Some words about gallery content

The gallery content of Thistle Fine Art is certainly eclectic so a few words should be said about it.

The first thing that needs to be said is that the content consists of items from the remaining inventory when business ceased in 2018 and items from my personal collection, some of which are not for sale – at least at this time. Also, while those listings “not for sale” may seem redundant to the public viewing them, there is a secondary purpose for this site. When site construction is concluded there will be approximately two hundred paintings, watercolors, and prints. Many are still hanging but the majority are in storage. The only feasible way to assist with estate settlement is to provide an accessible visual record. This website is the best way for me to do that.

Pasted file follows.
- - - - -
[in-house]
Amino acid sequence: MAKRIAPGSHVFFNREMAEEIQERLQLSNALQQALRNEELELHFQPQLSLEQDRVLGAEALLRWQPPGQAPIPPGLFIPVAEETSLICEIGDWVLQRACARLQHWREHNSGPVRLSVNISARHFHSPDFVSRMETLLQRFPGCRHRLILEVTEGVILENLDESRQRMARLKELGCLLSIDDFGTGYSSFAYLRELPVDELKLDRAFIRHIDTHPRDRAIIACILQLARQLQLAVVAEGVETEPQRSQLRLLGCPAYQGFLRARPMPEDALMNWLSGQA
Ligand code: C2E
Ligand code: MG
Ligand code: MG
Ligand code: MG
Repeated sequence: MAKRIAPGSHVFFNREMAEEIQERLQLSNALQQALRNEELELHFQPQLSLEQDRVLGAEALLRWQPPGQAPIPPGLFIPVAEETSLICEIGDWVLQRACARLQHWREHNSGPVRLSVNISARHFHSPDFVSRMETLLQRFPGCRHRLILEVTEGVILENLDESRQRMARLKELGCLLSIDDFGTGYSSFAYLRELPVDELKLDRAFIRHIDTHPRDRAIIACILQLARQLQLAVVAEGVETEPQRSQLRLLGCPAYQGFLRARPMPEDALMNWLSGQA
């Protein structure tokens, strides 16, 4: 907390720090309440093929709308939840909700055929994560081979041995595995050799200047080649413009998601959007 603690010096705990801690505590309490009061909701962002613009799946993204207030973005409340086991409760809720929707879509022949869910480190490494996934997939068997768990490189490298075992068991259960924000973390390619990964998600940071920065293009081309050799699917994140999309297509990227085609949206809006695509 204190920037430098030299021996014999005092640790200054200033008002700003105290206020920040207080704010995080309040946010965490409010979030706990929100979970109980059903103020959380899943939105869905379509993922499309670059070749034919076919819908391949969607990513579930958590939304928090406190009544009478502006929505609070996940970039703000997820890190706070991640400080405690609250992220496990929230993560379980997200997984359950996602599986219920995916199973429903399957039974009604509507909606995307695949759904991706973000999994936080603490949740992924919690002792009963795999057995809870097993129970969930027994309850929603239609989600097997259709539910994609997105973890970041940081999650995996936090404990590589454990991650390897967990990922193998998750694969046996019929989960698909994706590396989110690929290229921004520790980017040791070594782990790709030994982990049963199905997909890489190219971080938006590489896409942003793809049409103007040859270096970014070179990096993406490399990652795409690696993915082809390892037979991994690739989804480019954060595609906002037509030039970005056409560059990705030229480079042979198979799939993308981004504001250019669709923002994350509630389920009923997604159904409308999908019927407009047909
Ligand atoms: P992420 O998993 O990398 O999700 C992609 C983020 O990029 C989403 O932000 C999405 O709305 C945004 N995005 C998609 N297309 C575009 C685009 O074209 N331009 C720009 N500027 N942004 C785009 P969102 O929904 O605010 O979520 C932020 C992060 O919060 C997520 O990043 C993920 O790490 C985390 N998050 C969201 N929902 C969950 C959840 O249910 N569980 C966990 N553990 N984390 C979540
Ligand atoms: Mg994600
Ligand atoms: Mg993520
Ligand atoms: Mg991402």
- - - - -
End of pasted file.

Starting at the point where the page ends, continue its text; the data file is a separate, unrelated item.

The initial collection and the subsequent gallery inventory of Thistle Fine Art were acquired under financial constraints and are reflective of the personal tastes of the collector – for better or for worse! My first significant purchase was priced at only £7 (about $17.50). That might not seem much today, but I was earning just over £100 per month! My collection grew, thereafter, by careful buying and selling. The quality of the art acquired improved, it is true, but it was a very long time before I could invest more than a few hundred dollars for a single work of art. Usually, we read about how many million dollars an art collector has paid for a painting! And, it’s always been that way. Is it any wonder that few people ever consider collecting art? There is good reason, then, for an attempt to debunk the idea that art collecting is only for the wealthy!